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Global Variables in Database a Good Idea?

A company that I've recently worked for had an interesting element in their core software products. I've never seen it before, so I thought I'd ask the minds in this group what they think. I might understand if this was a data intensive application, but it's just a fairly typical desktop application.

The applications had global variables that were stored in a customized database. The fact that this was a custom DBMS removes the performance hit one would take constantly calling something like Oracle, SQL Server, etc. At the same time, these apps have performance requirements similar to normal dektop apps, so what little performance hit is caused by this is irrelevant.

It adds the ability to do event driven stuff based on variable changes. There's something like a "on variable change value notify module x" event built into the database, based on flags associated with each variable. The entire application is queued event driven.

The downside that I can see is that it increases the use of global variables. There is no security provided against code modifying the variable in the database (i.e. the usual argument against using a global variable).

Any thoughts?
A. Gorilla
Wednesday, July 13, 2005
 
 
There is nothing inherently evil in global variables. The use profile of most values is such that they do not fit (e.g., they need per-context value, and the context is per object, per thread, etc.). But some values are inherently global, and the anti-globalalization mob will not admit to that, but rather work 20 times as hard.

If the database is good enough for this (e.g., TimesTen, kdb+, probably a few others), then it's probably a good solution.

Don't believe the anti-globalization mob, nor the oo-mob. A good relational database is all you need 95% of the time, and will serve you better. Even the lousy excuses sold as relational databases these days (they aren't, strictly speaking, relational, and neither is SQL).
Ori Berger
Thursday, July 14, 2005
 
 
If they are doing this because the variables are "global" to multiple applications then I would say that this is as good a way to implement it as any other way. Sharing data between applications using a database is probably the easiest way to do it.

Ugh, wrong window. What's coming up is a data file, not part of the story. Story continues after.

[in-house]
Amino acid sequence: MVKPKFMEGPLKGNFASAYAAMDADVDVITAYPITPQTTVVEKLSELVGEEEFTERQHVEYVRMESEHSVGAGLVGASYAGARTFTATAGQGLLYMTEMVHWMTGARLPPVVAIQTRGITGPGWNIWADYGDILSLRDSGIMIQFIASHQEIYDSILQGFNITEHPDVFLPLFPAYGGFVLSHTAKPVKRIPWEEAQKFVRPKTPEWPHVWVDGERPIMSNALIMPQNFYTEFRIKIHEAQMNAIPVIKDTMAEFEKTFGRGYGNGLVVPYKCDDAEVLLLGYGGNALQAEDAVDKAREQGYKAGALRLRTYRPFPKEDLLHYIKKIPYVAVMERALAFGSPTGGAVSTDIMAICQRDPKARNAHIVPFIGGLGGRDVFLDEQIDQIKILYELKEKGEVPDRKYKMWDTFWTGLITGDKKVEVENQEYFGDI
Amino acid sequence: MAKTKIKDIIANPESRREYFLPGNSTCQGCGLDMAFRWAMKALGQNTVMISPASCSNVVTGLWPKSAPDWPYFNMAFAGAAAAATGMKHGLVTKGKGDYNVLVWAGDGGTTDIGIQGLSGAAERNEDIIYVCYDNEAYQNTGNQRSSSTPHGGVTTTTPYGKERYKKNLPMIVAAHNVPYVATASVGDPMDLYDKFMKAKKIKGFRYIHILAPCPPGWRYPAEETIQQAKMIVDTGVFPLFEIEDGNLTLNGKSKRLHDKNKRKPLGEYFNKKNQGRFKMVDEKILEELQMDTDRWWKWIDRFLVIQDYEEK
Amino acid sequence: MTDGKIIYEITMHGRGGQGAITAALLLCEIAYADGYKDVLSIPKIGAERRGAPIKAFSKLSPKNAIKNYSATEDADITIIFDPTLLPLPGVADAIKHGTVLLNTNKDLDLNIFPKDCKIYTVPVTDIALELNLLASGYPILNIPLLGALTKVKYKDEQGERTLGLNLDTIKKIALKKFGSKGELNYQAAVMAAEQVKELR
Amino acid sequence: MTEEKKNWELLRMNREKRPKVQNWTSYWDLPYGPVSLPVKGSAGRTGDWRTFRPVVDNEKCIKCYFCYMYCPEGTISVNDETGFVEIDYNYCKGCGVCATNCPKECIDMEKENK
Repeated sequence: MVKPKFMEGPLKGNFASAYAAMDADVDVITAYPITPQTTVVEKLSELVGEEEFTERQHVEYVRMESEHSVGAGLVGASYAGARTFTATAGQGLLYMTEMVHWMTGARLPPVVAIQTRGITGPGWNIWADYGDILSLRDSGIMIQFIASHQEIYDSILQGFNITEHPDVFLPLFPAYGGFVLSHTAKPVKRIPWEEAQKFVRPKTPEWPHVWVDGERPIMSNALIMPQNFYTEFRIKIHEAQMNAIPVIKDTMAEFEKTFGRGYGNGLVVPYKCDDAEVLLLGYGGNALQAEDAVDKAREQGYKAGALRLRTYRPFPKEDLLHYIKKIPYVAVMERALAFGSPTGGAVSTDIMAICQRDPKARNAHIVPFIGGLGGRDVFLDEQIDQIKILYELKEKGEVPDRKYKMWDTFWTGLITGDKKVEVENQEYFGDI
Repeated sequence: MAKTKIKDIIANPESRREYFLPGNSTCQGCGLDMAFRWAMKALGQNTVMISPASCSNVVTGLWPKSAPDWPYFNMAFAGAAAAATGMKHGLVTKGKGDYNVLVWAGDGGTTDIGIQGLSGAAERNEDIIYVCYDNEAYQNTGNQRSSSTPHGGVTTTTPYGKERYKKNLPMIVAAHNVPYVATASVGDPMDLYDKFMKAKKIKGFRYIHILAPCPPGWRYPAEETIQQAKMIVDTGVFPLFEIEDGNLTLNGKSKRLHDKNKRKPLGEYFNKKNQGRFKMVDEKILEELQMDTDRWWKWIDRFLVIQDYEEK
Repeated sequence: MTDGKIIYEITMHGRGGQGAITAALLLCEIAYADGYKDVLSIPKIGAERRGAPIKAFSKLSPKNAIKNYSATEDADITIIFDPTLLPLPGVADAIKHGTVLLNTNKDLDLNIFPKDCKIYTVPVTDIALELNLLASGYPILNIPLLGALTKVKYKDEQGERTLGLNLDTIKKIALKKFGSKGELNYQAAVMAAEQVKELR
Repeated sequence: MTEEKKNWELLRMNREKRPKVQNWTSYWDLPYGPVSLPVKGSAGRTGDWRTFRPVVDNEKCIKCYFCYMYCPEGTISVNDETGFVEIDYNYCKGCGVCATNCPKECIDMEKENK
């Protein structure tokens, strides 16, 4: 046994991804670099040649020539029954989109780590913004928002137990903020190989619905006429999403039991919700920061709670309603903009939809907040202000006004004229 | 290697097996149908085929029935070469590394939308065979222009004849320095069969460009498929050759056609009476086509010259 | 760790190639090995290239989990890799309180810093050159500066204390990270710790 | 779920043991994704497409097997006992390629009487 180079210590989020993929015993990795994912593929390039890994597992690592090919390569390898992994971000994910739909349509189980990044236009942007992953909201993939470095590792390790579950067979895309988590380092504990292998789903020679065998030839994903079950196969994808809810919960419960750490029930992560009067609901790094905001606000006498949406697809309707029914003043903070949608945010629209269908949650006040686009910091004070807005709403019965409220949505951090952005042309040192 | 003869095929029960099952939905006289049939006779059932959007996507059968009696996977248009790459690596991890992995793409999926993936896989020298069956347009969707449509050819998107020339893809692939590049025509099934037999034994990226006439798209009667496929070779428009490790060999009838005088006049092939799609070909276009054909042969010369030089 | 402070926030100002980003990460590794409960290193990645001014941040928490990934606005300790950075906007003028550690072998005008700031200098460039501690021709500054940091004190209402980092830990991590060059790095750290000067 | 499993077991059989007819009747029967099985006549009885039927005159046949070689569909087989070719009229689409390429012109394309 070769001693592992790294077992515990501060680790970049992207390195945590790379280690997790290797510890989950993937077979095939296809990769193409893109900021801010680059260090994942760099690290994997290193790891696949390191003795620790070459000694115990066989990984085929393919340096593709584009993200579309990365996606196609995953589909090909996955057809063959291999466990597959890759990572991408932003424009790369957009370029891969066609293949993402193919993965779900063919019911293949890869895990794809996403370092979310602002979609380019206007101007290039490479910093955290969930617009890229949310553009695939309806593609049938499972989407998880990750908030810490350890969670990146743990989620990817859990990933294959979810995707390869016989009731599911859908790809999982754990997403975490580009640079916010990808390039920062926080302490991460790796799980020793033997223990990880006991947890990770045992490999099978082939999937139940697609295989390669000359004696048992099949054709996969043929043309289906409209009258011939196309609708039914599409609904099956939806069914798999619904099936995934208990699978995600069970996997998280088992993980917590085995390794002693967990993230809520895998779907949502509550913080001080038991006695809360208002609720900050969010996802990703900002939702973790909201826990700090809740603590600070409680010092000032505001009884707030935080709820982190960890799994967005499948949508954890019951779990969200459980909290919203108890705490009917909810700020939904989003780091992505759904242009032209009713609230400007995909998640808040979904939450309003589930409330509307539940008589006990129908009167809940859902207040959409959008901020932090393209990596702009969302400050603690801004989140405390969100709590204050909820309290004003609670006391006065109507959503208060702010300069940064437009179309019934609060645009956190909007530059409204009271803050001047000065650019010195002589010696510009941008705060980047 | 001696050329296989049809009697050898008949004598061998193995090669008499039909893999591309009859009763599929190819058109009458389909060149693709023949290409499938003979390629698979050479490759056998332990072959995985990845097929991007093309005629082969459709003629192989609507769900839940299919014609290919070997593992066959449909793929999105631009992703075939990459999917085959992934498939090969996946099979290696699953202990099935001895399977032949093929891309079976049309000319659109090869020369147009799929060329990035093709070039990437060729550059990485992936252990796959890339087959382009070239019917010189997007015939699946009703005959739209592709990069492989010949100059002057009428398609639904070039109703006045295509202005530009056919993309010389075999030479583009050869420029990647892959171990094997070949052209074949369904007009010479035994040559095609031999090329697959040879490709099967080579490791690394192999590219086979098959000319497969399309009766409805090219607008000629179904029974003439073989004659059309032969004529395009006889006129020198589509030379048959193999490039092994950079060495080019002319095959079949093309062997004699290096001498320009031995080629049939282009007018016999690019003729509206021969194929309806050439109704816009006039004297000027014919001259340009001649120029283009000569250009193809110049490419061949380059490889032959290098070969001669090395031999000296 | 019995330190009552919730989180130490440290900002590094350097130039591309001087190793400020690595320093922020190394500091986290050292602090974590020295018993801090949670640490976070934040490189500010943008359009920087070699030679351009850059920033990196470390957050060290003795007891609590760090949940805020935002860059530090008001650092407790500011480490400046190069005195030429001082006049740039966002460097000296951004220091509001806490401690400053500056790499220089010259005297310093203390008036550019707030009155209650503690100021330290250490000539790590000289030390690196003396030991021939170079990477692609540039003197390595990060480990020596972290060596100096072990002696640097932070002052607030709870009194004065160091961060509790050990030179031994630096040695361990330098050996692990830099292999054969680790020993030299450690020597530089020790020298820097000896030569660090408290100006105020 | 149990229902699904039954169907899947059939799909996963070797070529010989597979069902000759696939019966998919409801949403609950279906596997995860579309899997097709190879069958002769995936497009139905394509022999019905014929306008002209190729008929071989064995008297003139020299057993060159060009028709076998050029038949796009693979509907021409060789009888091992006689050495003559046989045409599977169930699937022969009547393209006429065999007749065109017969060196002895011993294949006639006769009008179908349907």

If the variables are "global" to a single application and they are doing this because they needed to monitor changes to variables then I would say that this is poor design. There are plenty of other ways to do that (depending on the language).

We probably can't comment further without getting more information about the actual circumstances: language, number of variables, number of modules/applications, etc.
matt
Thursday, July 14, 2005
 
 
Also, does the application potentially do this for error recovery? If the global variables are stored in the database then you could potentially pick back up where you left off after a power hit.

There may be more than one aspect to this design. It could be done to facilitate eventing, error recovery, and inter-application communications/data sharing.
matt
Thursday, July 14, 2005
 
 
I believe that everything *except* the database connection string should be stored in the database.  It makes programatic access easier and allows for all kinds of nifty extensions.
KC Send private email
Thursday, July 14, 2005
 
 
KC... I am assuming that you only work on web apps?
matt
Thursday, July 14, 2005
 
 
Gorilla,

You said, "It adds the ability to do event driven stuff based on variable changes. There's something like a "on variable change value notify module x" event built into the database, based on flags associated with each variable. The entire application is queued event driven."

You can do this with triggers in the big databases too.  Oracle has triggers that can cause stored procedures to run when a database row is updated. The stored procedure can do whatever you need, including runing external programs.  I'm pretty sure you can do the same in SQL Server.
XYZZY
Friday, July 15, 2005
 
 

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